5

I am having some trouble accessing a stateful session bean (SFSB) from an application client. I am using JBoss 5.0.1.GA. The application client and the EJBs are both packaged in an EAR which deploys and I have other application clients which work without problems. So far, I have only used stateless session beans (SLSBs), but as far as I unterstand it, the differences between SLSBs and SFSBs should not affect how they can be accessed from an application client.

The structure of the classes/interfaces:

@Local public interface A {...}

@Stateless public class ABean implements A {...}

@Remote public interface B {...}

@Stateful public class BBean implements B {
    @EJB private A anInstanceOfA;

    @PostConstruct private void init() {
        this.anInstanceOfA.someMethod();
    }
}

The application client is run via the "appclient-launcher" as described in "How to use an application client in JBoss 5". Doing the lookup of "BBean" works fine until someMethod() on the (local) ABean is called during the execution of init(). During that call, the container throws an InvalidStateException("Local call: security context is null") (as the root cause). When I change the stateful bean to a stateless bean, everything works fine (except, of course, that the state is not preserved). Interestingly, I can use the exact same SFSB from a web application (in a JSF managed-bean) just fine.

Am I doing something wrong? How am I supposed to use a SFSB from an application client?

I have not found anything useful about this particular problem so far. The exception is mentioned in a similar context in [#JBAS-4317] Security Context over the invocation, but considering that it is marked as done and is fixed in JBoss 5.0.0.Beta3, it seems not to be the same problem.

1

Even though I'd still like to know why my original setup it works perfectly for stateless session beans but not for stateful session beans, here is the solution I found:

The web-application that is also packaged in the EAR does its authentication via JAAS. For this I have configured a security domain in the JBoss login-config.xml, which looks like this:

<application-policy name="My-SD">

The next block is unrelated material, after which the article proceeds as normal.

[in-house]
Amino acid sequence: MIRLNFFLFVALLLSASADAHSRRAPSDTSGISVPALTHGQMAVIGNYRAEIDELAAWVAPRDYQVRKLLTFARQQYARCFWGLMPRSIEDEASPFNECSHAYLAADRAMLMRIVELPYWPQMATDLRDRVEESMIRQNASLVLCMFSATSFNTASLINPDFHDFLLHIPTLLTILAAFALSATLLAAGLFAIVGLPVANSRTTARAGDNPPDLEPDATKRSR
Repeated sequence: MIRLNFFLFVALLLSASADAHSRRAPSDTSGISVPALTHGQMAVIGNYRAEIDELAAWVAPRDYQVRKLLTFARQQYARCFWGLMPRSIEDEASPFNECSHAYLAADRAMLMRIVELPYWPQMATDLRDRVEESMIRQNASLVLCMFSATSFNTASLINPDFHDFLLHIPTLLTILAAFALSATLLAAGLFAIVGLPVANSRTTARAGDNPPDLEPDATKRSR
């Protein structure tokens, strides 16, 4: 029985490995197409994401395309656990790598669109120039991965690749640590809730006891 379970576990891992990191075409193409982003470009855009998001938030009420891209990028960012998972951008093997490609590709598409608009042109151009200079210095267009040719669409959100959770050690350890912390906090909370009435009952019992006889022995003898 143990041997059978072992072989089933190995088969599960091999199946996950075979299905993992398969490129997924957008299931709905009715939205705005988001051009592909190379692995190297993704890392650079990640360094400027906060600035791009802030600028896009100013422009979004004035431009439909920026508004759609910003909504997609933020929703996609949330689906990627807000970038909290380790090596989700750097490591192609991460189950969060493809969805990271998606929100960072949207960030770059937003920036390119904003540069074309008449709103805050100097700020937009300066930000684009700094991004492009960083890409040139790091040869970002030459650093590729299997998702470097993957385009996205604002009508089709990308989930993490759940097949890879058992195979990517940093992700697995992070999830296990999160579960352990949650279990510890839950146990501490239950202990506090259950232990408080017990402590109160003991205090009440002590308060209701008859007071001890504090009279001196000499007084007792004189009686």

<authentication>
        <login-module code="org.jboss.security.auth.spi.DatabaseServerLoginModule" flag="required">
            <module-option name="unauthenticatedIdentity">guest</module-option>
            <module-option name="dsJndiName">java:/myDS</module-option>
            <module-option name="principalsQuery">SELECT PASSWORD FROM LOGIN WHERE LOGIN = ? AND STATUS > 0</module-option>
            <module-option name="rolesQuery">SELECT ROLE, 'Roles' FROM USER_ROLE WHERE LOGIN = ?</module-option>
        </login-module>
    </authentication>
</application-policy>

I have used this security domain in the web-application's jboss-web.xml as well as in the EJB-project's jboss.xml, even though I actually only use it in the web-app (the EJBs are accessible without authentication).

To solve the problem with accessing the SFSB, I just had to remove my security domain from the jboss.xml in the EJB-project. This then makes JBoss use the default security domain which seems to do the right thing and my application client finally can access and use the SFSB.

0

The reason can be found in the EJB 3.0 Core Specification, section 12.4. There it says

Lifecycle callback interceptor methods are invoked in an unspecified transaction and security context.

hth,
- martin

  • 1
    Interesting information. Though, I am not sure how this explains the behaviour, especially as it "works" in a stateless bean and the problem only occurs when I used my own security domain. Anyway, since I have nothing to do with the project anymore and have not done any Java EE development since then, I am not really motivated to find out how this stuff actually works. Thanks anyway! – Simon Lehmann Aug 3 '12 at 13:30

Your Answer

By clicking “Post Your Answer”, you agree to our terms of service, privacy policy and cookie policy

Not the answer you're looking for? Browse other questions tagged or ask your own question.